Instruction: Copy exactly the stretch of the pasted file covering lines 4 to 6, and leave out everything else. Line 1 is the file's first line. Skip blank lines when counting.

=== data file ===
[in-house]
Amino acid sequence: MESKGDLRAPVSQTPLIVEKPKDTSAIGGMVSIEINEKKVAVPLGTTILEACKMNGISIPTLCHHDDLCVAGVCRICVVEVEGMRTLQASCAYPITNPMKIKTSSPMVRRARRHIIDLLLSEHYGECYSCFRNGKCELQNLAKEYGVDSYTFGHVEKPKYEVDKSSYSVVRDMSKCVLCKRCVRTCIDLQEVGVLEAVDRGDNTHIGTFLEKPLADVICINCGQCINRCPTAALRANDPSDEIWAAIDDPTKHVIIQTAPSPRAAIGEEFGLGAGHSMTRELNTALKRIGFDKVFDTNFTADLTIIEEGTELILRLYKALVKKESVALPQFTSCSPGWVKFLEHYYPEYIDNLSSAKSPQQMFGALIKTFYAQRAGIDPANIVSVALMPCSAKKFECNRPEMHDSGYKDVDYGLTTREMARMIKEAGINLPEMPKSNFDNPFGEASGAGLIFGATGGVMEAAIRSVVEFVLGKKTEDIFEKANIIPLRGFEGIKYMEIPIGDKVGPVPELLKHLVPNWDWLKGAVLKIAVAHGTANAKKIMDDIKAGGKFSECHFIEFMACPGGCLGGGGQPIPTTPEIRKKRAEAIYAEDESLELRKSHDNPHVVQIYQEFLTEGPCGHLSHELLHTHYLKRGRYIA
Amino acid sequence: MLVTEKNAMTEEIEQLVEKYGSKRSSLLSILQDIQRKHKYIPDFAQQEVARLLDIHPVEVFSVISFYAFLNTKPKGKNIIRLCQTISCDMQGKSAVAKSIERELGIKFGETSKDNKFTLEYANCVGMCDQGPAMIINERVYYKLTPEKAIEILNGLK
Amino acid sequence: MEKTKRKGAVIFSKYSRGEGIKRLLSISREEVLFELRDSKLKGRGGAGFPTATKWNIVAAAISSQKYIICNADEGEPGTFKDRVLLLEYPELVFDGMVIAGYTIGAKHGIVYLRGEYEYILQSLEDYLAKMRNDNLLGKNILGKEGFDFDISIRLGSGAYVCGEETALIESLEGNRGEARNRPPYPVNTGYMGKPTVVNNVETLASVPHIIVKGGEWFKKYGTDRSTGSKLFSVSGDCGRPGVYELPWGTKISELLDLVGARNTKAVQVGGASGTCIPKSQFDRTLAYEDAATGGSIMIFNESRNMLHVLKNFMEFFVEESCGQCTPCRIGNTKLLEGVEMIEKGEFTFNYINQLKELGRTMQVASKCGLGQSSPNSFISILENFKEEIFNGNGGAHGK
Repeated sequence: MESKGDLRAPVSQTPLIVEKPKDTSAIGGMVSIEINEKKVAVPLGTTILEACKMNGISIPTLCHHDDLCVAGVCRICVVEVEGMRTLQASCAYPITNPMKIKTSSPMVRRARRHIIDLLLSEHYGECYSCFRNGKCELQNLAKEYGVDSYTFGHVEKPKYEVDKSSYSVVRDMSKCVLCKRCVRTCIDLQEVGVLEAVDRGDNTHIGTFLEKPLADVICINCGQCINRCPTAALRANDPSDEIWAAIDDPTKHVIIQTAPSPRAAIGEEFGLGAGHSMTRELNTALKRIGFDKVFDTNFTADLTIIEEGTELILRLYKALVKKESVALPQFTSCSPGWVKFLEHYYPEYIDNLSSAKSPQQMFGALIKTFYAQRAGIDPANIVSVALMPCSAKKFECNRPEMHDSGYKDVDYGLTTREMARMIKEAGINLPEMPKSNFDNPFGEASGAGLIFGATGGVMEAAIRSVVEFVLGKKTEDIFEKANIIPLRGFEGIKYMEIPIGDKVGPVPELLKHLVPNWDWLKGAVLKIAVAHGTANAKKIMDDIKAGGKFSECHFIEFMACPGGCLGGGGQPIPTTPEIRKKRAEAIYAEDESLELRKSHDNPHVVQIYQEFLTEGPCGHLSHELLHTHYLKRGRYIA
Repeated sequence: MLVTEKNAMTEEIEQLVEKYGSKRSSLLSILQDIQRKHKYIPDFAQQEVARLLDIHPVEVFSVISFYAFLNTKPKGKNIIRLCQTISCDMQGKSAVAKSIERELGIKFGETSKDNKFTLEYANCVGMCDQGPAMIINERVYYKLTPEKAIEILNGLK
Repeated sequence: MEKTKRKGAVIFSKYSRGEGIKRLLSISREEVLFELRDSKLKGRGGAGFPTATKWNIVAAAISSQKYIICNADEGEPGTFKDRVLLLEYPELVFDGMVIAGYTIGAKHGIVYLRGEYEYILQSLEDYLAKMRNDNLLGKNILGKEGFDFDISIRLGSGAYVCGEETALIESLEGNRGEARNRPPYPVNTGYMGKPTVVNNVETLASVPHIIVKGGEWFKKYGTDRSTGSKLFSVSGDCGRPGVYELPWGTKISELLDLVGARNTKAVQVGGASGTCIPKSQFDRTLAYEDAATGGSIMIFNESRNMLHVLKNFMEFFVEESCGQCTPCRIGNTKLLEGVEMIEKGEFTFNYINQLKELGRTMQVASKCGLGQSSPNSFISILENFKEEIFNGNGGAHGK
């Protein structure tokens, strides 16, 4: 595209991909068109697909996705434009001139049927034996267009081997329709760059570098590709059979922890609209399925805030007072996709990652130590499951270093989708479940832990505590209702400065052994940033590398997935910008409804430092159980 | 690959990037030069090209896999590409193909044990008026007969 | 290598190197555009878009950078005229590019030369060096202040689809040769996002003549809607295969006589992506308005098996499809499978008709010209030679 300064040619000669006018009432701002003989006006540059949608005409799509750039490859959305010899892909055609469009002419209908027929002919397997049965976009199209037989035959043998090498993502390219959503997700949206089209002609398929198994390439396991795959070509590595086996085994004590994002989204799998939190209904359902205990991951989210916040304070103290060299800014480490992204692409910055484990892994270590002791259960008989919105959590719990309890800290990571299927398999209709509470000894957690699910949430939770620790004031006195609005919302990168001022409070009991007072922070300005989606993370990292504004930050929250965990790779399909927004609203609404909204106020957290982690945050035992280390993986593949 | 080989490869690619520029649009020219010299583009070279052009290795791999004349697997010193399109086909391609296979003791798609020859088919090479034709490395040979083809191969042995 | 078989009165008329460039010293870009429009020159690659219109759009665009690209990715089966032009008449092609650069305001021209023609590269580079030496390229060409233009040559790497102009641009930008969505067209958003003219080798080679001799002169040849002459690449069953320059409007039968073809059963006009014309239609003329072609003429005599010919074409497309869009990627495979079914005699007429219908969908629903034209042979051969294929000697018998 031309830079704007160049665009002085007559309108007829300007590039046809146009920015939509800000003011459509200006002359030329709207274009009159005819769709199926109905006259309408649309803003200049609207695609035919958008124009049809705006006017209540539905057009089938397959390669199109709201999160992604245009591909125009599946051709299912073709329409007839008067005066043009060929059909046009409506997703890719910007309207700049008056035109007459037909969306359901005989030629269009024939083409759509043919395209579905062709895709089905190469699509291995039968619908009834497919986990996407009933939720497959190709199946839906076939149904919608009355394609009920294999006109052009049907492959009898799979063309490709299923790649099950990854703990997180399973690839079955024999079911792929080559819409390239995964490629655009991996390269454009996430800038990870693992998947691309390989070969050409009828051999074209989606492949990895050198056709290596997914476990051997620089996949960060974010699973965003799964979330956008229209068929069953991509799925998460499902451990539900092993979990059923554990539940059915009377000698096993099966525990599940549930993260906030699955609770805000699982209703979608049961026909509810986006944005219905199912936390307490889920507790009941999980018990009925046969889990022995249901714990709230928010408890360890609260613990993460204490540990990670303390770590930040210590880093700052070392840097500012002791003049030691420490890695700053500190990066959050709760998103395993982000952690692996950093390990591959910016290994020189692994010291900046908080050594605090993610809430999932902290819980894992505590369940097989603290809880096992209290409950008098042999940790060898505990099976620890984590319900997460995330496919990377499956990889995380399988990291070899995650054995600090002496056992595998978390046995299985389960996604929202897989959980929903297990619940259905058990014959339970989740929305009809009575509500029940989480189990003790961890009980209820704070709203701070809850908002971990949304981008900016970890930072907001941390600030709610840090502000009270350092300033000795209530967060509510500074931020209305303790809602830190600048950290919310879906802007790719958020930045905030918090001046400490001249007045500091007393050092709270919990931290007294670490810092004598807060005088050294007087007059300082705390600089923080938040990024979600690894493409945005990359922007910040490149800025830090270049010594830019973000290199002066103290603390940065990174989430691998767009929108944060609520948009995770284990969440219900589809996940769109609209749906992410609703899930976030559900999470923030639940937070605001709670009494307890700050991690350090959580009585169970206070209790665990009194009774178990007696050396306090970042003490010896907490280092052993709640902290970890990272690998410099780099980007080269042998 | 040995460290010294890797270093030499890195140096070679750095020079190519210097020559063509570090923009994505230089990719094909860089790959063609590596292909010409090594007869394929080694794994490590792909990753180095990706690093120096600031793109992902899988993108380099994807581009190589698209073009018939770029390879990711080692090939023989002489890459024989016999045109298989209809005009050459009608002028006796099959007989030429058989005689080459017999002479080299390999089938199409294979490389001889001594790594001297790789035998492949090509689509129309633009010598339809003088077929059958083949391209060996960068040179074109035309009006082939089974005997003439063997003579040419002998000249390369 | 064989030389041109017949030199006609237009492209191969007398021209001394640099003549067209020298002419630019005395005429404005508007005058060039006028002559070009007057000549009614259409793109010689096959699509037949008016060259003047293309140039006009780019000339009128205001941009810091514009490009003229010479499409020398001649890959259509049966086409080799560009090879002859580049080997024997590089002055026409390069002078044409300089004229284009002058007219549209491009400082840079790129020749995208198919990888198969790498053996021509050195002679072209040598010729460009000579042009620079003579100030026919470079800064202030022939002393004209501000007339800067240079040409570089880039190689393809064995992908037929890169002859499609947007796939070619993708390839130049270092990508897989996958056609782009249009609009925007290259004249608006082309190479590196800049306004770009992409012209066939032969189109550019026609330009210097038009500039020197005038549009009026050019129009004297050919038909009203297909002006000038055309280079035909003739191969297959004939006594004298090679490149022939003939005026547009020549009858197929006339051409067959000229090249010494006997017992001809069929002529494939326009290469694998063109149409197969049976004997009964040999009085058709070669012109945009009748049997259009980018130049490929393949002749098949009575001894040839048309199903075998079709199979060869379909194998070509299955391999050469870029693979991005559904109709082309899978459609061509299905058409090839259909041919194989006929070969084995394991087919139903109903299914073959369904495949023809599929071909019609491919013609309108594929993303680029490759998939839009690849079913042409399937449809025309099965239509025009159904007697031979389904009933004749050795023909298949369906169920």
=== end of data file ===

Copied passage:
Amino acid sequence: MEKTKRKGAVIFSKYSRGEGIKRLLSISREEVLFELRDSKLKGRGGAGFPTATKWNIVAAAISSQKYIICNADEGEPGTFKDRVLLLEYPELVFDGMVIAGYTIGAKHGIVYLRGEYEYILQSLEDYLAKMRNDNLLGKNILGKEGFDFDISIRLGSGAYVCGEETALIESLEGNRGEARNRPPYPVNTGYMGKPTVVNNVETLASVPHIIVKGGEWFKKYGTDRSTGSKLFSVSGDCGRPGVYELPWGTKISELLDLVGARNTKAVQVGGASGTCIPKSQFDRTLAYEDAATGGSIMIFNESRNMLHVLKNFMEFFVEESCGQCTPCRIGNTKLLEGVEMIEKGEFTFNYINQLKELGRTMQVASKCGLGQSSPNSFISILENFKEEIFNGNGGAHGK
Repeated sequence: MESKGDLRAPVSQTPLIVEKPKDTSAIGGMVSIEINEKKVAVPLGTTILEACKMNGISIPTLCHHDDLCVAGVCRICVVEVEGMRTLQASCAYPITNPMKIKTSSPMVRRARRHIIDLLLSEHYGECYSCFRNGKCELQNLAKEYGVDSYTFGHVEKPKYEVDKSSYSVVRDMSKCVLCKRCVRTCIDLQEVGVLEAVDRGDNTHIGTFLEKPLADVICINCGQCINRCPTAALRANDPSDEIWAAIDDPTKHVIIQTAPSPRAAIGEEFGLGAGHSMTRELNTALKRIGFDKVFDTNFTADLTIIEEGTELILRLYKALVKKESVALPQFTSCSPGWVKFLEHYYPEYIDNLSSAKSPQQMFGALIKTFYAQRAGIDPANIVSVALMPCSAKKFECNRPEMHDSGYKDVDYGLTTREMARMIKEAGINLPEMPKSNFDNPFGEASGAGLIFGATGGVMEAAIRSVVEFVLGKKTEDIFEKANIIPLRGFEGIKYMEIPIGDKVGPVPELLKHLVPNWDWLKGAVLKIAVAHGTANAKKIMDDIKAGGKFSECHFIEFMACPGGCLGGGGQPIPTTPEIRKKRAEAIYAEDESLELRKSHDNPHVVQIYQEFLTEGPCGHLSHELLHTHYLKRGRYIA
Repeated sequence: MLVTEKNAMTEEIEQLVEKYGSKRSSLLSILQDIQRKHKYIPDFAQQEVARLLDIHPVEVFSVISFYAFLNTKPKGKNIIRLCQTISCDMQGKSAVAKSIERELGIKFGETSKDNKFTLEYANCVGMCDQGPAMIINERVYYKLTPEKAIEILNGLK